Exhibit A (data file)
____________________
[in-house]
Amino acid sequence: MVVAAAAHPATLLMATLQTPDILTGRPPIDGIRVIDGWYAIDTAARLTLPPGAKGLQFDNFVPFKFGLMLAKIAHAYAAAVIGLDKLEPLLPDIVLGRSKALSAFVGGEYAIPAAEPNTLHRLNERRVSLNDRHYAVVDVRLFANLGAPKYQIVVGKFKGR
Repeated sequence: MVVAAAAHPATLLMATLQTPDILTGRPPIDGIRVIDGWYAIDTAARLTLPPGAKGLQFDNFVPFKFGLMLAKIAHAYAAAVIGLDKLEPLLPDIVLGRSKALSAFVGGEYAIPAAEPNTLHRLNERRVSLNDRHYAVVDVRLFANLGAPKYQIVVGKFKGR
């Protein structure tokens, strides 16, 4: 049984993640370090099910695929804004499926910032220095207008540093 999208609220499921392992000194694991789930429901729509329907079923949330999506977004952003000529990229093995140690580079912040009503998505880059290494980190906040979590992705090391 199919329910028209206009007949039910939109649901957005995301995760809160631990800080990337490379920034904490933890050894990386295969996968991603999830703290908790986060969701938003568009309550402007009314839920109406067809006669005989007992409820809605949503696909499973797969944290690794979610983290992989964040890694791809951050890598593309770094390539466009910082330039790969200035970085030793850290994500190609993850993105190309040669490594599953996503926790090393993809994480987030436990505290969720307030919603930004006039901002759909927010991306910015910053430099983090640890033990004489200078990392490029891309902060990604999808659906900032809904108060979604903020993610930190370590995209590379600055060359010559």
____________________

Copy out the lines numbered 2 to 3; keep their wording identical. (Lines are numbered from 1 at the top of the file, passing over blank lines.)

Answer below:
Amino acid sequence: MVVAAAAHPATLLMATLQTPDILTGRPPIDGIRVIDGWYAIDTAARLTLPPGAKGLQFDNFVPFKFGLMLAKIAHAYAAAVIGLDKLEPLLPDIVLGRSKALSAFVGGEYAIPAAEPNTLHRLNERRVSLNDRHYAVVDVRLFANLGAPKYQIVVGKFKGR
Repeated sequence: MVVAAAAHPATLLMATLQTPDILTGRPPIDGIRVIDGWYAIDTAARLTLPPGAKGLQFDNFVPFKFGLMLAKIAHAYAAAVIGLDKLEPLLPDIVLGRSKALSAFVGGEYAIPAAEPNTLHRLNERRVSLNDRHYAVVDVRLFANLGAPKYQIVVGKFKGR